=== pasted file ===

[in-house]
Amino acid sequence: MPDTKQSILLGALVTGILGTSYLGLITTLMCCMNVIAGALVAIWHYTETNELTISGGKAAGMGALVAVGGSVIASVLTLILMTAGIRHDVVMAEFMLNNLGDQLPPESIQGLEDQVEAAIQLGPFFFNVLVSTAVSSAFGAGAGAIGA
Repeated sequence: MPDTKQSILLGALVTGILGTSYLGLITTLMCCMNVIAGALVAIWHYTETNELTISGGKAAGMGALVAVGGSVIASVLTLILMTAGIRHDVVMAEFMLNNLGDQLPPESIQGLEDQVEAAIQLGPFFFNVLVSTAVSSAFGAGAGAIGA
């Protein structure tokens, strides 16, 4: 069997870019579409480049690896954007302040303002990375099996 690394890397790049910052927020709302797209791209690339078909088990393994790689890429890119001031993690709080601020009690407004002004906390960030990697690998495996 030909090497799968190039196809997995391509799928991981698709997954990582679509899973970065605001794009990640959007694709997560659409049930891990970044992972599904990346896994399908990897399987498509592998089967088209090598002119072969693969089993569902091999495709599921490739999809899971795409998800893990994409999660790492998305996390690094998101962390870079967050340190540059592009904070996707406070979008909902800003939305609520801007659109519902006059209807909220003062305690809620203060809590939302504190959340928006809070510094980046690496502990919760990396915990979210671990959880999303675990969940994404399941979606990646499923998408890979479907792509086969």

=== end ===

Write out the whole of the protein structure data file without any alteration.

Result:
[in-house]
Amino acid sequence: MPDTKQSILLGALVTGILGTSYLGLITTLMCCMNVIAGALVAIWHYTETNELTISGGKAAGMGALVAVGGSVIASVLTLILMTAGIRHDVVMAEFMLNNLGDQLPPESIQGLEDQVEAAIQLGPFFFNVLVSTAVSSAFGAGAGAIGA
Repeated sequence: MPDTKQSILLGALVTGILGTSYLGLITTLMCCMNVIAGALVAIWHYTETNELTISGGKAAGMGALVAVGGSVIASVLTLILMTAGIRHDVVMAEFMLNNLGDQLPPESIQGLEDQVEAAIQLGPFFFNVLVSTAVSSAFGAGAGAIGA
């Protein structure tokens, strides 16, 4: 069997870019579409480049690896954007302040303002990375099996 690394890397790049910052927020709302797209791209690339078909088990393994790689890429890119001031993690709080601020009690407004002004906390960030990697690998495996 030909090497799968190039196809997995391509799928991981698709997954990582679509899973970065605001794009990640959007694709997560659409049930891990970044992972599904990346896994399908990897399987498509592998089967088209090598002119072969693969089993569902091999495709599921490739999809899971795409998800893990994409999660790492998305996390690094998101962390870079967050340190540059592009904070996707406070979008909902800003939305609520801007659109519902006059209807909220003062305690809620203060809590939302504190959340928006809070510094980046690496502990919760990396915990979210671990959880999303675990969940994404399941979606990646499923998408890979479907792509086969």